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Old 31st Dec 2020, 17:44
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Flylight have been the design owner and manufacturer of the Skyranger family for about three years now.

G
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Old 31st Dec 2020, 19:46
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Ah, that is new to me, and apparently wikipedia are lagging behind, too, then. Thanks for the update!
And kudos and best wishes for success to Flylight.
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Old 31st Dec 2020, 19:53
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Having dealt with them over some 20 years now (and still working with them on a project at the moment) - they earned it. Flylight are a very robust, honest, hardworking, and competent company. We can all learn from their ways of doing business.

I also know that they are well on the way to a 600kg Skyranger being ready pretty much as soon as the 600kg version of BCAR Section S is.

G

Last edited by Genghis the Engineer; 31st Dec 2020 at 20:13.
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Old 3rd Jan 2021, 16:12
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Thanks all - that was a useful thread! I might hold on a couple of months for a new 600 kg Skyranger Nynja ; or if it doesn't appear, then just go for first C42, Eurostar or Eurofox that I can afford on AFORS...
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Old 28th Jul 2021, 15:26
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BMAA and LAA have announced the change is before Parliament and expected to become law on 19th August.
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Old 28th Jul 2021, 18:12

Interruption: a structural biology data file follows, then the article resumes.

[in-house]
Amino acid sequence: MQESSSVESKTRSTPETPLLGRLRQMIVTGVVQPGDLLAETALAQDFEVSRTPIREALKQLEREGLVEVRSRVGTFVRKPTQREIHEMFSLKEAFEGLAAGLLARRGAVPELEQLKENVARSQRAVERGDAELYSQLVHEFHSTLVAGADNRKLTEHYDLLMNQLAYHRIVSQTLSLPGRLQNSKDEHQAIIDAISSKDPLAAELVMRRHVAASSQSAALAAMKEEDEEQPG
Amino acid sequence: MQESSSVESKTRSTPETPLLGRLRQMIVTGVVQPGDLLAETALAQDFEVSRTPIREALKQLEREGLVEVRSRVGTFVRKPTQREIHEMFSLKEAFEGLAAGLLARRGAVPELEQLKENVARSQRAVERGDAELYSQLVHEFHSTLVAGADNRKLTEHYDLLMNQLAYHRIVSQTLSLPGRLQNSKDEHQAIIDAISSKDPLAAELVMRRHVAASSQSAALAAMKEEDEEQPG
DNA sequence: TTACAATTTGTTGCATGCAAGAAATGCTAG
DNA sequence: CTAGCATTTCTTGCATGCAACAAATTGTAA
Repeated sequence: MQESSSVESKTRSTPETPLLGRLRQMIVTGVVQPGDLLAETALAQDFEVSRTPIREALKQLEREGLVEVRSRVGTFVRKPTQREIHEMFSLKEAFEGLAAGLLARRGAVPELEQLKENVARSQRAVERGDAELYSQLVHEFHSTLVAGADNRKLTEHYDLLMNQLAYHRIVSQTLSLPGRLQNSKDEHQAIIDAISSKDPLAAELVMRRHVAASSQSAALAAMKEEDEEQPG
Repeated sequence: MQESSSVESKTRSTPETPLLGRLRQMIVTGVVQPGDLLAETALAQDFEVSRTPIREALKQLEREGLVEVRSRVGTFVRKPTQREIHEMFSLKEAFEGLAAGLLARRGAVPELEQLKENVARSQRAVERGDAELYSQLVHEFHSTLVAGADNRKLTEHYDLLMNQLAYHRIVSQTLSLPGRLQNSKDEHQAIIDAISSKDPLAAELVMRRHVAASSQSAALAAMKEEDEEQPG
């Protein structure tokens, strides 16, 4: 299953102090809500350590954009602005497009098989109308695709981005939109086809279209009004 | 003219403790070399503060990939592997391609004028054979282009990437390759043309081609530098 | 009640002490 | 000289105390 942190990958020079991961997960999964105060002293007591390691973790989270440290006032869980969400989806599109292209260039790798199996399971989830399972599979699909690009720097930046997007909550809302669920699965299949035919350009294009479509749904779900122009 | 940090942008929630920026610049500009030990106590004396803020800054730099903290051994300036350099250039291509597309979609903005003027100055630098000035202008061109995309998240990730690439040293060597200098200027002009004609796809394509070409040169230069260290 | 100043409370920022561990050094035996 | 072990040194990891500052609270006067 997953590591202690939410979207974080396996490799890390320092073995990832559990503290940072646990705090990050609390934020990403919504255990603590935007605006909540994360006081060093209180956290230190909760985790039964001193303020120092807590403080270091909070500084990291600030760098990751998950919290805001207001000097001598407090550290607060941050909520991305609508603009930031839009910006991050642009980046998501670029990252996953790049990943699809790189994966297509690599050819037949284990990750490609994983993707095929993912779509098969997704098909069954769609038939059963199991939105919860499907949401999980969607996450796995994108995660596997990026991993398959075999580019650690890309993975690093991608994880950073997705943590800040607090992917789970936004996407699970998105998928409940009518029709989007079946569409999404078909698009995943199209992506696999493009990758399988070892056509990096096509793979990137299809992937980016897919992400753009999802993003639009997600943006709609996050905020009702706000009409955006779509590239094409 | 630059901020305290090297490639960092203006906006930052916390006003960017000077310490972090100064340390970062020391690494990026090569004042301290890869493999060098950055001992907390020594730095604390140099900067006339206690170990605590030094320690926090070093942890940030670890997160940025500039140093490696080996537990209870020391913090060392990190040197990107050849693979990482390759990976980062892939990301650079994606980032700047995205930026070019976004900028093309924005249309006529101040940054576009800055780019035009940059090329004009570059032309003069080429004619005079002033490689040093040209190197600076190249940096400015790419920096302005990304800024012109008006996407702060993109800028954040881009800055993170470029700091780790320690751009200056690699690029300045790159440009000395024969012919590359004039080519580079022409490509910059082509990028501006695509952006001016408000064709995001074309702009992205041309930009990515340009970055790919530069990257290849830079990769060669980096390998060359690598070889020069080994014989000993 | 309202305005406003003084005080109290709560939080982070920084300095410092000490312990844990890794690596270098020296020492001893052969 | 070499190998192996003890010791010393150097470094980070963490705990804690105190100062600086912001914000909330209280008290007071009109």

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The Air Navigation (Amendment) Order 2021 - S.I No. 879

The Air Navigation (Amendment) Order 2021
UK Statutory Instruments 2021 No. 879
https://www.legislation.gov.uk/uksi/.../contents/made

Made: 21st July 2021
Laid before Parliament: 28th July 2021
Coming into force: Articles 8 and 12(b), 6th September 2021
Remainder: 19th August 2021

Explanatory Memorandum
https://www.legislation.gov.uk/uksi/...0210879_en.pdf

2. Purpose of the instrument
2.1 This instrument amends the Air Navigation Order 2016 (S.I. 2016/765) (“the Order”)
to:
(ii) introduce a new category of microlight aircraft with a maximum take-off
mass of 600kg (650kg for an amphibian or floatplane) by amending the
definition of microlight aeroplane to include aeroplanes currently within the
scope of Regulation (EU) 2018/1139 of the European Parliament and of the
Council of 4th July 2018 on common rules in the field of civil aviation
(EUR 2018/1139) ("the Basic Regulation"), and by making consequential
changes;
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Old 30th Jul 2021, 07:54
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The "still to be answered" question about re-certification of existing 450kg microlights to the new limit will be interesting. I'm not convinced that this will be a simple paperwork job for many of the existing types - the latest versions of the Eurofox may be the easiest but I sense the UK authorities are pitching this towards new builds.
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Old 30th Jul 2021, 08:11
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Originally Posted by ETOPS View Post